My Day by Eleanor Roosevelt

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HYDE PARK, Monday—When up here, I sleep out on a sleeping porch surrounded on all sides by trees. These last few days I have waked to a great variety of mornings. Being on the west side, I see only the reflection of the sunrise. The first day it was deep red and shone down into the waters of our little lake. This morning, in contrast, everything was shrouded in a heavy fog. I could not see the birds even though they they could occasionally be heard chirping as the sun was struggling through the fog.

Ordinarily, I can see them busily flying from tree to tree in the early morning. I always wonder if they are getting their breakfast or building their nests, or just working up an appetite with early morning exercises. It is a good lesson for us all, for most of us do not stir around so swiftly when we first awake and that is probably why so many people will tell you that they do not care much for breakfast as a meal.

We were up fairly early this morning to see a guest off by train, but not so early as our neighbors who had to send off a guest at 6:00 o'clock.

I am not trying to plan how I may accomplish the most this summer, but how I may arrange to spend two and half months as lazily as possible. Most of the year we plan for activity but I find it takes even more planning if you want to vegetate in one place for a while. So many people think that it would only take a couple of days to go here, or a week to go there, and few people realize that, if you add up these days, a month is soon at an end.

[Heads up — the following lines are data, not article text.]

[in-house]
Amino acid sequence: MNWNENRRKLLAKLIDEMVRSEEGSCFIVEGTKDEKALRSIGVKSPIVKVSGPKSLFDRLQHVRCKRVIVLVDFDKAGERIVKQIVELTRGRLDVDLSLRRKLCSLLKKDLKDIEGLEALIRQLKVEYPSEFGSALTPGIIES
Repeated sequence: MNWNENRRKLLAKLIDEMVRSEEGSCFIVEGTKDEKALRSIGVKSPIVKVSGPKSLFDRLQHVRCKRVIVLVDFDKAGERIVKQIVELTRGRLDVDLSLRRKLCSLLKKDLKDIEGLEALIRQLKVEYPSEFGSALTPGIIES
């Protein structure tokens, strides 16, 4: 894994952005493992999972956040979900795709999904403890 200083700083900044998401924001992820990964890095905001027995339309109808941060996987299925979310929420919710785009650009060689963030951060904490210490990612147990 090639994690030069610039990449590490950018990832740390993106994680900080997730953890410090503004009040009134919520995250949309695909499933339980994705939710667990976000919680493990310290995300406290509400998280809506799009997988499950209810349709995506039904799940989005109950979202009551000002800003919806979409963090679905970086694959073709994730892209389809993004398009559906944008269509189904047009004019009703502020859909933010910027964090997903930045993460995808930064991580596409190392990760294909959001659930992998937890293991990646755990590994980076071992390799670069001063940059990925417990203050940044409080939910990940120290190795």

Yesterday I finished reading "Elysian Fields; A Dialogue," written by Salvador de Madariaga. Each of de Madariaga's imaginary personalities, whether of times past or of today, has retained his most striking characteristics and added some sides which may have been more or less unnoticed on earth but which were always there.

Goethe is always the wise and tolerant character. One thing which de Madariaga has Goethe say about the theatre is very interesting. Goethe is comparing the movie to the theatre and says:

"In the theatre, action is always prepared by a carefully developed situation which the audience see evolving under their eyes. The theatre may be, and often is, a lesson in the art of waiting, which is a good part of the art of living. While the film, which is a story in action, a show in which the proportions of action—physical action—to thought or moral action—is reversed."

This is an interesting comparison and one to set us thinking. I particularly like the suggestion that waiting is a good part of living. Somewhere else, not long ago, I read that in life it was wise to act according to one's own convictions but never to come to these with haste, for haste mars judgment.

E.R.
TMs, AERP, FDRL